I’m a self-help and productivity junkie; on that there is no argument. I’ll try any to-do list app, download calendar programs that make me breakfast, and use flashcards to memorize my strengths and weaknesses. During my perusing I came across two very interesting ideas: 1. Dreaming is usesless without doing and 2. social media is not a gathering, but a stage. The former is easy an extremely important idea, the latter a paradigm shift in the way we “act” in our lives, and the implication is a simple question: what are we really doing with our lives because of these truths?

The aforementioned calendar applications I have their uses, but the reality is that, until recently, I had been living my life for productivity. The flaw with this method, of course, is that productivity and creativity are not the end goals in themselves; they are the vehicles for greater action. For example, my unflappable determination to find the best to-do list has been long-developing and had, in its own rite, turned into a hobby of sorts. I would sift through the app store, mentally crossing off all the solutions I had tried and discarded. Once I finally found the holy grail (Any.DO, I highly recommend it), my immediate response was to go back to the app store and see if anything was better! Really? I had to ask myself “what am I really trying to accomplish here?” and, since answering that question, I have since been happier, more productive, and less broke on 99 cent apps.

Part of my new, more productive lifestyle was the utilization of news reader services, which led me to another truth that impacted my life significantly. Sifting through the news feeds of my favorite websites, I stumbled upon (using reddit, ironically) an article pointing to research that suggests that, though our methods of communication are more numerous/ubiquitous, our actual number of friends and meaningful activities had greatly declined (by as much as 40-50% in most cases). The research concluded that social networking of all kinds are not really a substitute for our in person interactions, but instead a platform upon which we may express ourselves in the presence of others. The principle makes sense: what requires a greater and, hence, more meaningful expenditure of personal resources? “Liking” a comment or going to have coffee with someone?

So I considered it and I came to a pretty confounding question: if tools facilitate action, and action dictates substance, why aren’t we using our tools to their fullest potential? Think about it: we can instantly exchange messages with friends, why not message them that their favorite band is playing right now? If we can post links on each others’ walls, why don’t we post the website of a restaurant we could go to? Extend the principle past social networking: if we can access the Library of fucking Congress, why can’t political junkies get their American history straight? I would never disparage pictures of cats (because I love them), but if we can instantly chat with someone of another nationality instantly, why aren’t we using the tool to become fluent in a new language?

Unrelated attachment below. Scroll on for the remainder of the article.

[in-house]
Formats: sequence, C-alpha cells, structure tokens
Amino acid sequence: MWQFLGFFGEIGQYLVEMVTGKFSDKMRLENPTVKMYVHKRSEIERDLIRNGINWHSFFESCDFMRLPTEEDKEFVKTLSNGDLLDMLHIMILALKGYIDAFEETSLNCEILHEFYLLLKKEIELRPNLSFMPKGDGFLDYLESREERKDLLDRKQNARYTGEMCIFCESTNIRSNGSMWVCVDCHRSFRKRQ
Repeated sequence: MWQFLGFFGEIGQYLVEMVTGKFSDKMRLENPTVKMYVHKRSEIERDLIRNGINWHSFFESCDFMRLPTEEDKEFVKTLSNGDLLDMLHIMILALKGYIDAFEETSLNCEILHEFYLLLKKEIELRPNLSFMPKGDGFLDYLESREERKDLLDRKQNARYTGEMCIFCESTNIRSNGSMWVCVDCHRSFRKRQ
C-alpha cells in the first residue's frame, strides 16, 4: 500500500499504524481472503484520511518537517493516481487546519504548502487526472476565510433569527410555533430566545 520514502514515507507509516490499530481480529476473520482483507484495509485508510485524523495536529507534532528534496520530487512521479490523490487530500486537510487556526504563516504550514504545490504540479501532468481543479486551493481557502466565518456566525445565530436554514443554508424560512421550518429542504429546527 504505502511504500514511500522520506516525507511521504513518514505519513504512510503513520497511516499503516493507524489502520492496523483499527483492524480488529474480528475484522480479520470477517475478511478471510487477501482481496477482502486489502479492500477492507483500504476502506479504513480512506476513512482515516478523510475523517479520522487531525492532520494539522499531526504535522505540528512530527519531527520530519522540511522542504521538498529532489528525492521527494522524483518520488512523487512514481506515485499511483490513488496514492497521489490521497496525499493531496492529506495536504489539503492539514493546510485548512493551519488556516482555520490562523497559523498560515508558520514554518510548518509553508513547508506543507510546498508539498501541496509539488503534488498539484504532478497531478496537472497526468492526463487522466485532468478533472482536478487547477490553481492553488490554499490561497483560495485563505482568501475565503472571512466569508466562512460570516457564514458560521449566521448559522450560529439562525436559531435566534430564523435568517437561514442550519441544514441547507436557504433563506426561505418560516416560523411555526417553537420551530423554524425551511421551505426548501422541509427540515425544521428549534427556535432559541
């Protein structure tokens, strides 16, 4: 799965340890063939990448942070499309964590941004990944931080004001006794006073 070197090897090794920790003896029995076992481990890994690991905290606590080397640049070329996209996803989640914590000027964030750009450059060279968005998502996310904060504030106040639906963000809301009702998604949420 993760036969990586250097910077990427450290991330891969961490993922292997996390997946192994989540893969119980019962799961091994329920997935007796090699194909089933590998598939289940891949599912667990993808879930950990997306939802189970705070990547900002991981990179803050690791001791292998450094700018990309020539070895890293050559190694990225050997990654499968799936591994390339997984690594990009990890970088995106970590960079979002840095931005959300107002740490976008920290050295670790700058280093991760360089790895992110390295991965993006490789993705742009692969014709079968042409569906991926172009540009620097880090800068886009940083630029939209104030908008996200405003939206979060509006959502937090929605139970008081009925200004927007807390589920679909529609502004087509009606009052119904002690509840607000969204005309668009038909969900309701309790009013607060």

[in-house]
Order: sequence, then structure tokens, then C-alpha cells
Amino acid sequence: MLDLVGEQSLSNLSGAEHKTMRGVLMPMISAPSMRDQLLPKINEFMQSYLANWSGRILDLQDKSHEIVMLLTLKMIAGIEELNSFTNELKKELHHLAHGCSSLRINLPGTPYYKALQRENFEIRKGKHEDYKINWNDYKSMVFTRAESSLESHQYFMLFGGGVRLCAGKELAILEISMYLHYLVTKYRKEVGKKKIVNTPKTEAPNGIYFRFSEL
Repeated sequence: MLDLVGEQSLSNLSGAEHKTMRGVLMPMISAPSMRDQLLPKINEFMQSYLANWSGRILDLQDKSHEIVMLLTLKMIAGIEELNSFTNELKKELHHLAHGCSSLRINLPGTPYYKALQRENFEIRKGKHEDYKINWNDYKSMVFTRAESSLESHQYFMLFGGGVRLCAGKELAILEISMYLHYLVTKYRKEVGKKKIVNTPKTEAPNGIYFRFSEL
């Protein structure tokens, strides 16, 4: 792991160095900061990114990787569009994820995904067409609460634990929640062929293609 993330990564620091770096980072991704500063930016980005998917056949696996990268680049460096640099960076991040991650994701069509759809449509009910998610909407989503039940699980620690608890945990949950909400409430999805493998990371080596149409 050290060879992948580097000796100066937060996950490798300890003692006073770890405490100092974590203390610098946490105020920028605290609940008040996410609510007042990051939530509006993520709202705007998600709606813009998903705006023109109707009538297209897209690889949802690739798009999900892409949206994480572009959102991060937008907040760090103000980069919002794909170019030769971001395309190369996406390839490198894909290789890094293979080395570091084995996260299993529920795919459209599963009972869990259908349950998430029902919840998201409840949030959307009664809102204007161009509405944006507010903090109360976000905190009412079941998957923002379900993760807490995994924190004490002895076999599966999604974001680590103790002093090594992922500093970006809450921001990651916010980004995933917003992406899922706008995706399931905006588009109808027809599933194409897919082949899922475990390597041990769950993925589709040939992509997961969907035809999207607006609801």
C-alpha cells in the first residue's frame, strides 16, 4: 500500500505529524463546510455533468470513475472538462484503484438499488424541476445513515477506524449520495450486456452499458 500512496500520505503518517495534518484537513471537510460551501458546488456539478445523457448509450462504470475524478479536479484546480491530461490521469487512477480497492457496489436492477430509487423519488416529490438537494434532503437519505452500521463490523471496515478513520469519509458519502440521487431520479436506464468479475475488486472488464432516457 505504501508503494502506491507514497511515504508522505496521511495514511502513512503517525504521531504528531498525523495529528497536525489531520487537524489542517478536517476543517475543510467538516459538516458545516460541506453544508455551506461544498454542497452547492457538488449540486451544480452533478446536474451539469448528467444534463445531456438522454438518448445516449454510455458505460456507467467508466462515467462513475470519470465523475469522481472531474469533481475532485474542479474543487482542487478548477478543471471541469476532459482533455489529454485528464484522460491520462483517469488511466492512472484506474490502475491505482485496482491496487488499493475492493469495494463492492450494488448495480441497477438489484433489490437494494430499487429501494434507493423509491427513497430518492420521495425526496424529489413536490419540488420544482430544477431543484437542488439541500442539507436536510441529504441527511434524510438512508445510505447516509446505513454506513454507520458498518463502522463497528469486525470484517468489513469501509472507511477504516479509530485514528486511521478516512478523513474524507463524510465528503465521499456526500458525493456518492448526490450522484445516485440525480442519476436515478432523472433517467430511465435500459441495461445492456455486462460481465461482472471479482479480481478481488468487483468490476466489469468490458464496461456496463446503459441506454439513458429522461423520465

Are we really using our tools to their fullest potential? Furthermore, are we really exercising ourselves to the fullest potential? I believe that we are not disinterested, but distracted; lost amongst the constant stimulation and too burdened by light-hearted entertainment to confront the real questions in our lives. Unable or unmotivated to learn and grow our intellectual garden, why not invest in and utilize the proper tools?

It’s really not a question of why but when. We have the tools, we have the information, and dreaming about our favorite endeavors is as useless as throwing coins in a fountain without the action to make them a reality. So consider, while you watch 300 and consider how bad ass Leonidas looks, why not work out? When you watch a cooking show and think “boy that looks good…” why not learn how to cook it? The world now more than ever is oversaturated with potential energy, the question is, when will you get up and start moving?

____________________

What do you think? Are you ready to get started? Have you already started? Join the conversation on the Facebook and Twitter pages.

Standard

Willpower is a complicated animal. Sometimes we’re forcing ourselves to accomplish things and this is healthy, sometimes we do the same and it’s not. Personally, I just want someone to tell me what to do with my life.

In this video, the folks over at Epipheo talk about the differences in willpower: “I Will-Power”, “I Want-Power”, and “I Won’t-Power”. Since willpower is like a muscle, tiring after prolonged use without rest, tapping into these different sources becomes incredibly valuable. Personally, I use “I Will-Power” every time I do my household chores, and “I Want-Power” every time I go to the gym and the results are palpable.

How do you get the job done? How do you tap into those personal resources and make awesome stuff happen?